Esther Buchmüller and Beat Vollenwyder SBB Inclusive – The App for Barrier-Free Customer Information by the Swiss Federal Railways

Highlights summarized by Daniela Zetti

The second VEIL on December 15, 2020 was presented by Esther Buchmüller and Beat Vollenwyder, both working for the Swiss Federal Railways SBB. The Swiss railroad system comprises 798 stations, around 7000 coaches, 32,535 employees and 1.32 million customers (before COVID-19). “Public transportation is very well integrated in people´s life”, Buchmüller said. She is the Product Owner of an App called “SBB inclusive” and a specialist for strategy and innovation with SBB. Vollenwyder is a user experience architect and doctoral student with the Human-Computer Interaction research group at the University of Basel, faculty of psychology.

Buchmüller´s and Vollenwyder´s team developed the app “SBB inclusive” for barrier-free customer information in stations and on trains. The app gives autonomy to blind and visually impaired rail passengers. “SBB inclusive” won this year´s prize of the Swiss Association of and for the Blind. It has also won awards in bronze and silver at the Best of Swiss Apps ceremony in 2020.

Structure of the lecture

Buchmüller´s and Vollenwyder´s VEIL presentation covered the legal basis of the development of barrier free information, the functions of the app, its participatory design process, and user feedback.

Some interesting facts from their talk

  • Apps are by definition an “alternative solution” for barrier free usage of the Swiss railway systems. In principle, public transport must be usable without mobile devices. But smartphones are widely used by people with visual impairments. The team´s goal: to create comparable travel experiences for all travelers.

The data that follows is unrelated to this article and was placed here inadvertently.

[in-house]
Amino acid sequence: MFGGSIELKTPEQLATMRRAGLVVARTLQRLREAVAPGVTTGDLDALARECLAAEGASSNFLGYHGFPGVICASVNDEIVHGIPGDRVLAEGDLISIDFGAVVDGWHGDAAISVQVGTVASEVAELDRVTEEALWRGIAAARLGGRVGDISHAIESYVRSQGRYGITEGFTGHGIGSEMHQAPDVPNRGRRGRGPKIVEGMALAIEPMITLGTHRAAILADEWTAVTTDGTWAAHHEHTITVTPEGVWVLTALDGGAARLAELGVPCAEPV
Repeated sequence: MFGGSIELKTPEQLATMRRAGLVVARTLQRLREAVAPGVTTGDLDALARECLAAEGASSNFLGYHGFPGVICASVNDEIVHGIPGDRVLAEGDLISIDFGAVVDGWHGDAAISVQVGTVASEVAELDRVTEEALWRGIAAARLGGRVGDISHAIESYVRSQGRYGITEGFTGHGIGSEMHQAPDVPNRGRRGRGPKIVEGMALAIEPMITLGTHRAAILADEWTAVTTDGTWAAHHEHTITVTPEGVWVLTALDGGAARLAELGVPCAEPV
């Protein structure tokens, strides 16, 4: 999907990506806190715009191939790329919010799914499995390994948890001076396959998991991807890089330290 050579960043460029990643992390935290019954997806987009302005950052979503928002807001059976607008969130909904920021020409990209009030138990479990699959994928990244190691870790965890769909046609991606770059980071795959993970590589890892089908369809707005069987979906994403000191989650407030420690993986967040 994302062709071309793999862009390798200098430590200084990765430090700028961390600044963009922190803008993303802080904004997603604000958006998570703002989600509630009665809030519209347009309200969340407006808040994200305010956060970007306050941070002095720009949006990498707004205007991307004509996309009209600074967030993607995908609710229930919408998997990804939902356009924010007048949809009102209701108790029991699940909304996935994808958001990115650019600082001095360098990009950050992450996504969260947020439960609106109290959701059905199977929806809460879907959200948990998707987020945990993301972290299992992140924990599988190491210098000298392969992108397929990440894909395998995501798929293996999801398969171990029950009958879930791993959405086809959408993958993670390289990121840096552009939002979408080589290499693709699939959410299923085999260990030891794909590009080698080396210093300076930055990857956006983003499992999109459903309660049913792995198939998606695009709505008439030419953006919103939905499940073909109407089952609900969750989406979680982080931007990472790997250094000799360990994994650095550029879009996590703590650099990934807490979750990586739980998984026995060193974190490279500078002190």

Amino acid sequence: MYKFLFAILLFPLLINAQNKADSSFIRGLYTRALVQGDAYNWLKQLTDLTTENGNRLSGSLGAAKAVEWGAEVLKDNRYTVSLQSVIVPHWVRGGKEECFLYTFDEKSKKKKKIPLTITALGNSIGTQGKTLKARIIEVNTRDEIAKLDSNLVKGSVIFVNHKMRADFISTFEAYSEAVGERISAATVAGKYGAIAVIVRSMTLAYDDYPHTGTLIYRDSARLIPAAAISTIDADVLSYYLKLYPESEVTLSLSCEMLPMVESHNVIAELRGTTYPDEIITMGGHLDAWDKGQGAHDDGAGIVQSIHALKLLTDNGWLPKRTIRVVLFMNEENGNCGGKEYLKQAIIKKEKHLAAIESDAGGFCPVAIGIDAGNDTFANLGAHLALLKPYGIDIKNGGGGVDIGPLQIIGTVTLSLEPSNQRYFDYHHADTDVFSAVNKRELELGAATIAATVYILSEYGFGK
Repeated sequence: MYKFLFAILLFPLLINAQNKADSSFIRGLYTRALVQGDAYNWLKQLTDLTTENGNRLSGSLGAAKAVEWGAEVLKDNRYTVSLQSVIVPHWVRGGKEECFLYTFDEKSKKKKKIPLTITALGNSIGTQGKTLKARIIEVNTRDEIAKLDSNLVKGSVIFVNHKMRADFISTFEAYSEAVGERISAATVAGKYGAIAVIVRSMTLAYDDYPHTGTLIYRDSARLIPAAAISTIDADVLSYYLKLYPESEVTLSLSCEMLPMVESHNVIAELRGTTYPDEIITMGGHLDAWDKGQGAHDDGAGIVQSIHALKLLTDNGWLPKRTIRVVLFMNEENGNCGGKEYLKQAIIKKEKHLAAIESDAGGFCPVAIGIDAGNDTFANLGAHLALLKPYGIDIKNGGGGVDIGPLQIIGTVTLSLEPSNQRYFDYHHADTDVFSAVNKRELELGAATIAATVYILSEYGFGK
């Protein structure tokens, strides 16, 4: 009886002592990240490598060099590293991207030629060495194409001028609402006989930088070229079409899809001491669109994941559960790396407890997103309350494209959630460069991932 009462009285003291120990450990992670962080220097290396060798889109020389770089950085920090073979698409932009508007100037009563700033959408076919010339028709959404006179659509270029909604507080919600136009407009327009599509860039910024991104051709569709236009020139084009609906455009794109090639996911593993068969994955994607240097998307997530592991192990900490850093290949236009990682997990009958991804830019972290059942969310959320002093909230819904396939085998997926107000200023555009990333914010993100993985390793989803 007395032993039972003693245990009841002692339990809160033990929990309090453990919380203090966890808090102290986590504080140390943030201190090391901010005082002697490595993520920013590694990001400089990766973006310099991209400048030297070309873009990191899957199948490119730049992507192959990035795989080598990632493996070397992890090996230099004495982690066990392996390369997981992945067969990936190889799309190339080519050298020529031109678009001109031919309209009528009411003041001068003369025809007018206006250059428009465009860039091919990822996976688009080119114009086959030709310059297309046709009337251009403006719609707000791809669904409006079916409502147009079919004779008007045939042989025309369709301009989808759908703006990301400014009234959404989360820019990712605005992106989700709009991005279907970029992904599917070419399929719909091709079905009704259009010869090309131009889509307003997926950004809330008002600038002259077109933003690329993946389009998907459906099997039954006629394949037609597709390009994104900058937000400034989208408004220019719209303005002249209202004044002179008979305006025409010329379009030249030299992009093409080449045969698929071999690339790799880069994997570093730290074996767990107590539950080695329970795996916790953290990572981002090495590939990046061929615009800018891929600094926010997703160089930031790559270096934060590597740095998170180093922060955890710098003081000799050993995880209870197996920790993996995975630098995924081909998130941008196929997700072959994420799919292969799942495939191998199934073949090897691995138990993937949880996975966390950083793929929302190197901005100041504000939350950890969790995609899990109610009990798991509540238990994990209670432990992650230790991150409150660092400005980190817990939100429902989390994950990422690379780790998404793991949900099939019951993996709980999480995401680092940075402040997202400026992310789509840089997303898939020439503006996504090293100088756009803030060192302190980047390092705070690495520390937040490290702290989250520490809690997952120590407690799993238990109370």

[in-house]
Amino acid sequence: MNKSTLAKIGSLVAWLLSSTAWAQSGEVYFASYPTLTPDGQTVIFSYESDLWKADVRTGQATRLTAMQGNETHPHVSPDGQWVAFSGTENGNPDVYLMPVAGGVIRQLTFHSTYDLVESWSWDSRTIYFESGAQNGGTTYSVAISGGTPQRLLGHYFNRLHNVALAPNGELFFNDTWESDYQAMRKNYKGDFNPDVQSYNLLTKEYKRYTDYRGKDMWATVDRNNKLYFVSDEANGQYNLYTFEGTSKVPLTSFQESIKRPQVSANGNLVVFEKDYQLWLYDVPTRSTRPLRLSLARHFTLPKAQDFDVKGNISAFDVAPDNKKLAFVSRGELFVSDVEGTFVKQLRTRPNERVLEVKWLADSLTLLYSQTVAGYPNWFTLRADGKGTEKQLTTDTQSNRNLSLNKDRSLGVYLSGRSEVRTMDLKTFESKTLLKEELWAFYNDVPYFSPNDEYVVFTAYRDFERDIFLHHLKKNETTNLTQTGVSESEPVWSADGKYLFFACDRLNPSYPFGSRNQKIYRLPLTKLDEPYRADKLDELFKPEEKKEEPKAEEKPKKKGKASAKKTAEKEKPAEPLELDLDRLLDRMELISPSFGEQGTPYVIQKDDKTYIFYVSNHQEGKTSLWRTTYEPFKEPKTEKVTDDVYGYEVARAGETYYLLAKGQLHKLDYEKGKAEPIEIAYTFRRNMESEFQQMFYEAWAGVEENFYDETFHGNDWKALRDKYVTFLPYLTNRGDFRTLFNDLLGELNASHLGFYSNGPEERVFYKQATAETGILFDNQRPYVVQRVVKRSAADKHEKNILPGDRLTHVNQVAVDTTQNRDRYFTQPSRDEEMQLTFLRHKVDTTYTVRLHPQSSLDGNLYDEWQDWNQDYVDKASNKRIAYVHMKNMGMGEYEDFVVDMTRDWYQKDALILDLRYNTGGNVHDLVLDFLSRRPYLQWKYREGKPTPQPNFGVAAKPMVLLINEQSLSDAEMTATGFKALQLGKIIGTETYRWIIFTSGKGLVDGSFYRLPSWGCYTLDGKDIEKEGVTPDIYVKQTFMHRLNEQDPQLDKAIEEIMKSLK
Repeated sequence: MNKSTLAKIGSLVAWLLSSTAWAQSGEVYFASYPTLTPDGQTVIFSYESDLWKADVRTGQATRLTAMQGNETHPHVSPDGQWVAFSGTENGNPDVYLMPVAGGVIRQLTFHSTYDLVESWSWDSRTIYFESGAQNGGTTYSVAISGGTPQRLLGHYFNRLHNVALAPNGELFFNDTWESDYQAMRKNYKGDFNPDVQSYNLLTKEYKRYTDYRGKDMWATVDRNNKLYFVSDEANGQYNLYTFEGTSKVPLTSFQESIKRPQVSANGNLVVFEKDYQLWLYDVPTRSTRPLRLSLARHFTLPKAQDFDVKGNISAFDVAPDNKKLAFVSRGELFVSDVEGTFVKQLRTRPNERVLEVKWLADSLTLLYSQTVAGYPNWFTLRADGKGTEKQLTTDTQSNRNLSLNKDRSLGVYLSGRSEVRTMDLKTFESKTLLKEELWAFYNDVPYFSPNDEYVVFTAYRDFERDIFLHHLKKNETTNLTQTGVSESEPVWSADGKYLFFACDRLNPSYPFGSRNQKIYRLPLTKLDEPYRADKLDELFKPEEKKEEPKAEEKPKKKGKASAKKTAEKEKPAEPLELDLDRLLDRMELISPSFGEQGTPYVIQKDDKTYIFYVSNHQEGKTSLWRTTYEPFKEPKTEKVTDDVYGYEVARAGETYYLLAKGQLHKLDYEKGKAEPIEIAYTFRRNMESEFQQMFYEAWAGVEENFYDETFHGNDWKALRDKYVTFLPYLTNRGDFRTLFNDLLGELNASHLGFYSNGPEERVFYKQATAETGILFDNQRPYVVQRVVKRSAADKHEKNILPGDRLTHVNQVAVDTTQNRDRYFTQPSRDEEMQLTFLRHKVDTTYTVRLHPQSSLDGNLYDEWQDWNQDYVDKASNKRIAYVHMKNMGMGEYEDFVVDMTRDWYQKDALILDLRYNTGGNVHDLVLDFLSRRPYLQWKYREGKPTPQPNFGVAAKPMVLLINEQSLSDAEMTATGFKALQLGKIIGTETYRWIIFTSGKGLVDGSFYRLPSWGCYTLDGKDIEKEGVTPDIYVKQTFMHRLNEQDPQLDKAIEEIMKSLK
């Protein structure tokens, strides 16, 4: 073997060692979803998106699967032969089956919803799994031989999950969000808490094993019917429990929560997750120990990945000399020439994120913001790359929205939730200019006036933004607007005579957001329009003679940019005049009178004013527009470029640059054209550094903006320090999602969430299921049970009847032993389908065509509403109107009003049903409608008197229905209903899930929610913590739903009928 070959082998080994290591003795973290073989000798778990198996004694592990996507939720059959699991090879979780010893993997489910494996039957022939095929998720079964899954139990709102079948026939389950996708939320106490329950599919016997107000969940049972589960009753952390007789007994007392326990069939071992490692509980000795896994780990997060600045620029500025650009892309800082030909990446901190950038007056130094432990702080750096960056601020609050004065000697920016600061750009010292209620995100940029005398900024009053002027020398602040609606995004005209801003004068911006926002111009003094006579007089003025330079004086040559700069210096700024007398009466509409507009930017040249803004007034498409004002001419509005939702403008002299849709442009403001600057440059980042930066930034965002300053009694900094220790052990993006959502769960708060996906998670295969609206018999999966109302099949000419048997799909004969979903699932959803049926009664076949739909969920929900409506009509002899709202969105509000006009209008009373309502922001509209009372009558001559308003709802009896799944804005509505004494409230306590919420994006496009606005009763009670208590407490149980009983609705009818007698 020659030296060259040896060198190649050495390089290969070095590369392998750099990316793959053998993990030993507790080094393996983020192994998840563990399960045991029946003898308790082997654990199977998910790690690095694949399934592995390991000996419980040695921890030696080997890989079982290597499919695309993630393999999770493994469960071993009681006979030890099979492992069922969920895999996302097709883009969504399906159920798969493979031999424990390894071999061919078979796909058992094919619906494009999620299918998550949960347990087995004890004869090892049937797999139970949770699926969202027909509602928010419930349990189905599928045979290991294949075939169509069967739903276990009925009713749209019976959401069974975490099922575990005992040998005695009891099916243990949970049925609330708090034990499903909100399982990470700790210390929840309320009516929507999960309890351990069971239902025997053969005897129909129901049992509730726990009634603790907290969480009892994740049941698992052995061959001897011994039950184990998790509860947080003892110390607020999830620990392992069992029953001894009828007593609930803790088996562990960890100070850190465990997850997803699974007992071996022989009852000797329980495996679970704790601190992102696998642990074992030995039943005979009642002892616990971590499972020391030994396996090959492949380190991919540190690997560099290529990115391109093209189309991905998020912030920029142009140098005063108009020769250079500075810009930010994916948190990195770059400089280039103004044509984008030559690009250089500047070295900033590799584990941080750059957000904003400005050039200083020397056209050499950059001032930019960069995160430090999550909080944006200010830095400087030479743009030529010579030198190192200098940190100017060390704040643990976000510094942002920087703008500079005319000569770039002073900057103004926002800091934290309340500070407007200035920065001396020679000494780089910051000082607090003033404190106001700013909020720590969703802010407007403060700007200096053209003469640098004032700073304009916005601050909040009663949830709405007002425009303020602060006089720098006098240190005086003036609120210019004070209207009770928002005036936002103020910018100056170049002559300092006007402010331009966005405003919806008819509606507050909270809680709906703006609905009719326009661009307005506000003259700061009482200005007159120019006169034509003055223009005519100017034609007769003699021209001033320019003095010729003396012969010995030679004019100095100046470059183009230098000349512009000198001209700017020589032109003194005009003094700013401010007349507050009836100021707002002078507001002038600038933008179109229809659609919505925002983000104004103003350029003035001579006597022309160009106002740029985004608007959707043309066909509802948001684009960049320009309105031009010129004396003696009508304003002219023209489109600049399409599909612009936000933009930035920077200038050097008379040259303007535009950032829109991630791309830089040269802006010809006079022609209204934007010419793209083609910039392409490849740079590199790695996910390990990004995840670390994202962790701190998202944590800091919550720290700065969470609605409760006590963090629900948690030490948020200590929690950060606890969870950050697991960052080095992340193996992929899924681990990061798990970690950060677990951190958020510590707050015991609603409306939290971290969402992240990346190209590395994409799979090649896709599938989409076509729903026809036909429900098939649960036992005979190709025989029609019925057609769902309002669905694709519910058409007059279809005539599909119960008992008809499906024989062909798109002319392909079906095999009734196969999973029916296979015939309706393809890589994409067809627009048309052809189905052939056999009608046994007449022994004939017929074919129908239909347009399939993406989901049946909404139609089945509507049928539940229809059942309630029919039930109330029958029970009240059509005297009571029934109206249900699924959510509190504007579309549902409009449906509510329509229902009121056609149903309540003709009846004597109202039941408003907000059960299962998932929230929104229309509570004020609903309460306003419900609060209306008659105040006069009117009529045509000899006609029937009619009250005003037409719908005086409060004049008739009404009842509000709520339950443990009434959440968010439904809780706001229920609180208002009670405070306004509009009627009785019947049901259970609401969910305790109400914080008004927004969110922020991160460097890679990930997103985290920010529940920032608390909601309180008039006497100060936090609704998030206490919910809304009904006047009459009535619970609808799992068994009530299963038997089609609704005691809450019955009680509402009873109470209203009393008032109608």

• The “SBB inclusive” team scanned stations and trains for barriers and understood these barriers as potential drivers for innovation.
  • “Participation speeded up the development process”, Vollenwyder says.

Steps that led to the “SBB Inclusive” app

  • Their vision: blind and visually impaired passengers can use public transport autonomously. They should be provided with a “control view” when arriving at a train or station: “Is it really the right platform? Is it really my train”?
  • The team collected travel experiences and combined them to “user journeys” that showed potential information gaps in all phases of a journey.
  • First prototypes of the app were built in hackathons. Core technical functionalities of the app are: use of GPS data in order to provide information on stations; use of Bluetooth beacons to provide information on trains.
  • During a phase of testing (exemplary journeys) the team learned what kind of interfaces worked and what did not work. An important improvement after that phase: the main information for each journey always stays at the same place of the display. There is no need to browse in order to get there.
  • For the final design evolution the SBB team worked out a basic html prototype: users tested the app on their own smartphones by using a website that simulated the app. During the development phase users were able to upgrade the app and to write feedback experiences to the development team.

Their conclusion

  • “Testing in the real context is essential.”
  • “You always need feedback from real users.” It is not possible to replace feedback even if you are experienced because “it´s just not the same thing if you use these technologies every day and need to rely on them”.
  • “Use such projects to foster awareness and knowledge at all organizational levels.”
  • “Step into the user´s shoes.”

More information about the app

You can download the app Yet, you can test and use the app only “live”: within a Swiss station or train.